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Protecting young girls in Papua New Guinea from violence, abuse, neglect and discrimination



Anna Solomon

Ms Anna Solomon is Secretary of the Department of Religion, Youth and Community Development in Papua New Guinea. She has noticed some positive changes around gender equality following the implementation of a free tuition, free education policy across the country. Presenting at a recent National Women’s Forum, the National Research Institute reported that while there is an increase in the enrolment of girls in schools, the retention rates are a key concern.

Ms Solomon says three key obstacles are gender based violence, cultural factors, and the inability to pay additional fees. Further research will have to be done to confirm why girls are not continuing their education.

The recently reviewed Lukautim Pikinini Act (child protection law) passed in 2015, focuses on the best interests of the child and it provides protection from violence, abuse, neglect and discrimination. It has a clear focus on services for prevention and family strengthening.

Ms Solomon says the law complements current efforts for the free education of children. This law ensures that a child is protected within their homes and communities, and ensures that parents, service providers and government are held accountable. All children should be in school including girls.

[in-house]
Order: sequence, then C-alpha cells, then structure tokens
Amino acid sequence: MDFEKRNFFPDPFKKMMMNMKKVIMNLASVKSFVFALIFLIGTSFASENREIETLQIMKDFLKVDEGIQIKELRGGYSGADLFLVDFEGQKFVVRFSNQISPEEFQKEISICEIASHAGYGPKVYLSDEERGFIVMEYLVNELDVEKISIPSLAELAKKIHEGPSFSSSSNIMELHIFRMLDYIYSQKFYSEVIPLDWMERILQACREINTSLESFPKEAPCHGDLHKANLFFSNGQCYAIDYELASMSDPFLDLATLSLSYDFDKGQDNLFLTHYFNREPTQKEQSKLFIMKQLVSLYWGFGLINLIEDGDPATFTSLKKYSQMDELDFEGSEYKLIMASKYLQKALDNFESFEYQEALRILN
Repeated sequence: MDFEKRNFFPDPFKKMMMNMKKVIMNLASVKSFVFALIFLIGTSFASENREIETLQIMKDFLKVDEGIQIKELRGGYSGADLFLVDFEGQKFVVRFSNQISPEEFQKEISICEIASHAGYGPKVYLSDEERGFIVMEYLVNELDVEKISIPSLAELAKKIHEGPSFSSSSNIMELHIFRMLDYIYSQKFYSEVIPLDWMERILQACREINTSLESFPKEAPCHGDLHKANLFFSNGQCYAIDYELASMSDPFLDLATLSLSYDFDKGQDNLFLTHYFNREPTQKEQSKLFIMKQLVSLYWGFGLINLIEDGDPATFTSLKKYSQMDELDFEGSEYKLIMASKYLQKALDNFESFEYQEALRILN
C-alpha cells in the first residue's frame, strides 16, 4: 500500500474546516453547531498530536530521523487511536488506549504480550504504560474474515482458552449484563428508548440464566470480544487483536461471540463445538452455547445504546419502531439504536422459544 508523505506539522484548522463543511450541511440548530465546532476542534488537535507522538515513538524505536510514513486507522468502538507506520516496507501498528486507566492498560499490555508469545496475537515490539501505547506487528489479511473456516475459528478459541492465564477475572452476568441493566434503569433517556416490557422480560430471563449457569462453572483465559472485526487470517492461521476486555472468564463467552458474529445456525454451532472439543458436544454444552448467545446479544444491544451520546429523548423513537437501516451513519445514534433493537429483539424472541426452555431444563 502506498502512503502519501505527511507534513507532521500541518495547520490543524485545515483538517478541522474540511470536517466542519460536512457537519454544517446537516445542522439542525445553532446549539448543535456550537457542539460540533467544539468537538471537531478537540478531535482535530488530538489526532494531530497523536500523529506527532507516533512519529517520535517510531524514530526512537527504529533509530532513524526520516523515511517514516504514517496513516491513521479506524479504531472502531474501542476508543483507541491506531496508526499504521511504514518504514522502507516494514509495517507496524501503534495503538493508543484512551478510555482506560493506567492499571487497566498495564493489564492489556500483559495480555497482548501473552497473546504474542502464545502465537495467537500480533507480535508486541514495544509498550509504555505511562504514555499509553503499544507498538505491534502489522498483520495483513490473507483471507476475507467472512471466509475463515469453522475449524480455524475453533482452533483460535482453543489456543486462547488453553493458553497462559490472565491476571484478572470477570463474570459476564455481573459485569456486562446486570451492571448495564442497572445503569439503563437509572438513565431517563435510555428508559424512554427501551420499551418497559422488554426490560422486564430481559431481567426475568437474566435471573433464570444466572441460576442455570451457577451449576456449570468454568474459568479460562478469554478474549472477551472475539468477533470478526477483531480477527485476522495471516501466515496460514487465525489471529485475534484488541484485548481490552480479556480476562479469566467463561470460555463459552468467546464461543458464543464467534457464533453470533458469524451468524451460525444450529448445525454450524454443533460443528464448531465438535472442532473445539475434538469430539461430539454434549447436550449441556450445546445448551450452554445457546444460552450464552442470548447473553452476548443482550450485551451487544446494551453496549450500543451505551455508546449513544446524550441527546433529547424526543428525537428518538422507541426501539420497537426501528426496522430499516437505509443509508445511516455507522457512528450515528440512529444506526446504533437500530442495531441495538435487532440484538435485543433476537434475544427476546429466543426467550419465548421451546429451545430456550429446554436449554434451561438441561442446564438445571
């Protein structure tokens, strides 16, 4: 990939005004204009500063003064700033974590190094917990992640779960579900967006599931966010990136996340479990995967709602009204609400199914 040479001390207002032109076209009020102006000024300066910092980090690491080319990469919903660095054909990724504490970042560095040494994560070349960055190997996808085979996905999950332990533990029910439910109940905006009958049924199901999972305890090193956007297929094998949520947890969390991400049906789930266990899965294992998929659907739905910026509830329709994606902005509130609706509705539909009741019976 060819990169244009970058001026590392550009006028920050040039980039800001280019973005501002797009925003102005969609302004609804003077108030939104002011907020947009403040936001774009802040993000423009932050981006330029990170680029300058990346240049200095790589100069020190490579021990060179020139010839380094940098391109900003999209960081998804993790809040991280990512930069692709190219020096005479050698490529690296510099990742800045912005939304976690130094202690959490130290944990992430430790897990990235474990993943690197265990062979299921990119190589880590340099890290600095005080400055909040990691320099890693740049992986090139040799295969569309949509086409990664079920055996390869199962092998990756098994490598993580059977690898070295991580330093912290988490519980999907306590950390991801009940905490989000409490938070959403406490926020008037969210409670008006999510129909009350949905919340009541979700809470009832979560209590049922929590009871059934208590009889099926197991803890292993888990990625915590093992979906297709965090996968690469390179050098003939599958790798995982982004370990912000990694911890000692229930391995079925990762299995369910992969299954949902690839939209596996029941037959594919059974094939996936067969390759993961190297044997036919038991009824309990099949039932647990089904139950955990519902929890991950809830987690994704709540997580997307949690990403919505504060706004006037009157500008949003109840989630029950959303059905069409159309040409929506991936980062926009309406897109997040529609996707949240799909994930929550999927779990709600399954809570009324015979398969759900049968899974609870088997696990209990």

Based on her experience, girls who have dropped out of school due to abuse and violence at home should be referred to a safer place. In the absence of state centers and shelters, the Ministry works closely with the churches, NGOs and other family oriented service providers who run ‘out of home’ care centers.

“We come from the culture where we trust our families but we are now seeing cases of girls being abused by their family members too. Providing immediate protection and counselling services for girls becomes the responsibility of the government, however we cannot do this alone. We need to invest in genuine and sustained partnerships that work toward protecting our children, and in particular our girls,” says Ms Solomon

“We need to see more girls completing their education in Papua New Guinea and one way to achieve this is by making our homes, communities and schools safe for them” says Ms Solomon.”

16 Days – 16 Stories of Gender Progress in the Pacific is an initiative of the Pacific Islands Forum Secretariat and SPC who are sharing stories of successful gender programs across the region and highlighting the regional policies that guide them. The Pacific Leaders Gender Equality Declaration has a specific priority on ending violence against women. Related commitments include the Ministerial Communiques and Pacific Women’s Triennial Outcomes. The 2015 Pacific Regional MDGS Tracking Report Progress noted Papua New Guinea’s progress as completion of Sexual Gender Based Violence Strategy and establishment of a technical multi-sectoral working group. Domestic violence and family support centres established in urban and provincial areas. Adopted National Security Policy and Plan which addresses gender issues from a security perspective. Expansion of Family and Sexual Violence Units. Male Advocacy Network conducted programs for men at correctional services. 
 

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